Chromebooks can be found in the group of computers that are used for web browsing, and because of the ease of transport and transportation, it is the best choice for people who travel constantly and do their job during their travel or at their office. Need a computer.
Thanks to the wide range of web apps that can even be used offline, Chrome can respond to the needs of its users, just like a PC.
Of course, at times you can not expect a Chromebook to meet all the requirements of a computer.
For this reason, to overcome these problems, it may improve the performance of this device by installing Linux on it.
Based on what the designers of this product have in mind, Chromebooks are designed to be able to run one of the desktop versions of the Linux operating system in full dual-boot mode or as a chroot.
Chroot stands for “Change Root” and refers to one of the benefits of a system in the UNIX and Linux environment that separates a set of running operations in the two operating systems from another setup, and you can, without having to reboot the system Engage yourself with the two operating systems.
Using chroot and thanks to a project called Crouton, you can easily install Linux on your Chromebook, and if you do not make a mistake in the process, you can restore everything back to its original state.
The first important point
You must install the device in Developer Mode before you can install Linux on your Chromebook.
Chromebooks, like other modern computers, are designed to prevent malicious code from being used by the mechanism Google calls “OS verification.”
This means that you will increase the risk of insecurity and damage to your device by installing Linux.
Switching Device Mode to Developer Mode will remove everything except the operating system from the Chromebook’s hard drive; for example, all personal files will be deleted.
So if you have a file on your Chromebook, before moving to the Developer Mode, move them to the cloud or a USB drive.
Once you’ve done the necessary steps, hold down the Chrome Keyboard Escape and Refresh keys and press the power key.
For a short while, it seems like the process has encountered a problem and you will be faced with a display that displays the message “Chrome OS is missing or damaged”.
Ignore the relevant message and hit Ctrl + D.
Next, you will encounter a page that asks you to turn off OS verification. Press Enter and wait for confirmation.
In the next step, the Chromebook will confirm the shutdown of the OS verification, and after that, the laptop hangs twice, and after 5 to 7 minutes, the move to the Developer Mode is complete.
In the next step, the Chromebook will boot again and a warning message will be displayed that will turn off OS verification.
Keep in mind that whenever you boot up your Chromebook, this message appears to protect the device to alert beginner users to avoid tampering with the device.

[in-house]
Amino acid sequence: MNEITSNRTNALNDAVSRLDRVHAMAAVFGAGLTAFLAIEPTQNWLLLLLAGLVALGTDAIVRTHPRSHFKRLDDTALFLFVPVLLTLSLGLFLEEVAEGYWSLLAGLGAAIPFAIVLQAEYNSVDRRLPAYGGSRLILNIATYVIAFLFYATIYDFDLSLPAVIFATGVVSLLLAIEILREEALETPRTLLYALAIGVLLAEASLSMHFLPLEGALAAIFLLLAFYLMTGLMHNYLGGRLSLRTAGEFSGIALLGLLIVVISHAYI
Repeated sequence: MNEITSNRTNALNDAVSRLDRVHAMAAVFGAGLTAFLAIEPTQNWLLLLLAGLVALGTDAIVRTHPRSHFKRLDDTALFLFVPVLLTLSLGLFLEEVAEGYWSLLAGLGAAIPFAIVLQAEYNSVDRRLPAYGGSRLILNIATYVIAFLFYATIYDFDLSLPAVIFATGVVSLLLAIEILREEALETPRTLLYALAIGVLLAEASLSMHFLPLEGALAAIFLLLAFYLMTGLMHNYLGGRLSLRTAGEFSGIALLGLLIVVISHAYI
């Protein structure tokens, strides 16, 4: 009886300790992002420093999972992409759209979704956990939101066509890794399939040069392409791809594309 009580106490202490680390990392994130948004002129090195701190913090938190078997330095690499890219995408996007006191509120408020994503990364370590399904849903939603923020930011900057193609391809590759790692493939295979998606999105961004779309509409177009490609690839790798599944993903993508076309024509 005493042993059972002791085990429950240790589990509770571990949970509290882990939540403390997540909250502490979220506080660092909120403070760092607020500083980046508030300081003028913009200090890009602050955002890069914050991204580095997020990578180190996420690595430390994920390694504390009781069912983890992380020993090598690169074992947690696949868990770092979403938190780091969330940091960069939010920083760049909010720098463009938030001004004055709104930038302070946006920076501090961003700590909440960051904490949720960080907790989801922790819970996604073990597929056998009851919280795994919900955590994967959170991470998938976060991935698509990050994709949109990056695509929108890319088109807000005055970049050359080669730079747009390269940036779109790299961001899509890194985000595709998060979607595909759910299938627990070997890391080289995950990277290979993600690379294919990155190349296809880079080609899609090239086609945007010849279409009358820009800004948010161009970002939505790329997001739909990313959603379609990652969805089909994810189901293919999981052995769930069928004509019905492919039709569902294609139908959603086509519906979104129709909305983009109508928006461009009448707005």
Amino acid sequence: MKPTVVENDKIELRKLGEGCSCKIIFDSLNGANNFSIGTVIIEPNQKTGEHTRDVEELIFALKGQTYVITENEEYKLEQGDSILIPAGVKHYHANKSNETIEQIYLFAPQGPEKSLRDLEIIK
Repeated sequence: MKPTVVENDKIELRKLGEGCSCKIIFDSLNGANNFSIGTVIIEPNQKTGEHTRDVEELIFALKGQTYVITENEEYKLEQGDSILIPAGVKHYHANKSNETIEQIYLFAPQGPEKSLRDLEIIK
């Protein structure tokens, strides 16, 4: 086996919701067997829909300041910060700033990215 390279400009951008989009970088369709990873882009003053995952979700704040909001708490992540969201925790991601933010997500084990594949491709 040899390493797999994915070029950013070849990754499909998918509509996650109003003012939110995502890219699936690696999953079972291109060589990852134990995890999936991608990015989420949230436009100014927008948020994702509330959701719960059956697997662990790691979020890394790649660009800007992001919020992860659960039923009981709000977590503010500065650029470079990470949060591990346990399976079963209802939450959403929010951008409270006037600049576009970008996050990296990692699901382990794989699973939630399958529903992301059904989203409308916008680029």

A small hint on the spacebar will cause the OS to be re-enabled; but at this point we do not want that and you need to hit Ctrl + D to go through this page without having to exit the Developer Mode.
Usually after these steps, Chromebook boots into Chrome OS mode. At this point, before installing Linux, re-check your Chromebook settings through a short process.
Now it’s time to activate your Crouton. If you’re eager to become familiar with the word Crouton, then, according to developers, this word is somewhat synonymous with the term “ChRomium Os Universal chrooT environment” or something similar.
You can download Crouton by visiting the section on the project’s GitHub repository and choosing the “goo.gl” link on the top right of the page. This will download a simple script that will start the installation process.
Once you have downloaded the script, press Ctrl + Alt + T to open a new tab with a running terminal. In prompt, after the word crosh>, type the shell and press Enter.
Now everything is ready to run Crouton, but before that, it’s better to talk about how to install Linux.
First, you need to encrypt your Linux desktop version for security, plus decide if you want to run Crouton on which of your desktops.
The desktop is the XFCE for this purpose, because it’s better suited for Crouton because of the small size of the environment and the lack of use of the Chromebook processor.
We used an Acer Chromebook 14 with a quad-core 1.6 GHz quad-core processor and 4 GB RAM.
However, the default Ubuntu interface on this device was implemented well and without any problems.
The next option for professional users is to install the command-line version of Linux, in which all activities are done through the command line and there is no graphical interface.
To install Crouton with Unity, type in the following in your Chromebook terminal and press Enter.
sudo sh ~/Downloads/crouton -e -t unity
In the following, we analyze the components of this order: